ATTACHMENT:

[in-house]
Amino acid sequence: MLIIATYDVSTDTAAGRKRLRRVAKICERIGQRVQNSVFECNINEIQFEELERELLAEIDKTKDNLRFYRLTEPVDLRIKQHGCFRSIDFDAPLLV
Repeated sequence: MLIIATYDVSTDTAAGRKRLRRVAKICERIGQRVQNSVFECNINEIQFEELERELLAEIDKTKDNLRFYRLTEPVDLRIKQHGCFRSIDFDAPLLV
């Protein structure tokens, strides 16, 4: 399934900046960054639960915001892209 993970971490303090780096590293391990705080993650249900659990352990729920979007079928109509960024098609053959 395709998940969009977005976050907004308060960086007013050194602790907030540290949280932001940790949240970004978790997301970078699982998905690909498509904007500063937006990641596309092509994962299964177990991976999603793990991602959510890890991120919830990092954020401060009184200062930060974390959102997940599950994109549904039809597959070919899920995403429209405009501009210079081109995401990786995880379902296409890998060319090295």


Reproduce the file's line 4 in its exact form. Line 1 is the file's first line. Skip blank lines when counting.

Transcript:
């Protein structure tokens, strides 16, 4: 399934900046960054639960915001892209 993970971490303090780096590293391990705080993650249900659990352990729920979007079928109509960024098609053959 395709998940969009977005976050907004308060960086007013050194602790907030540290949280932001940790949240970004978790997301970078699982998905690909498509904007500063937006990641596309092509994962299964177990991976999603793990991602959510890890991120919830990092954020401060009184200062930060974390959102997940599950994109549904039809597959070919899920995403429209405009501009210079081109995401990786995880379902296409890998060319090295």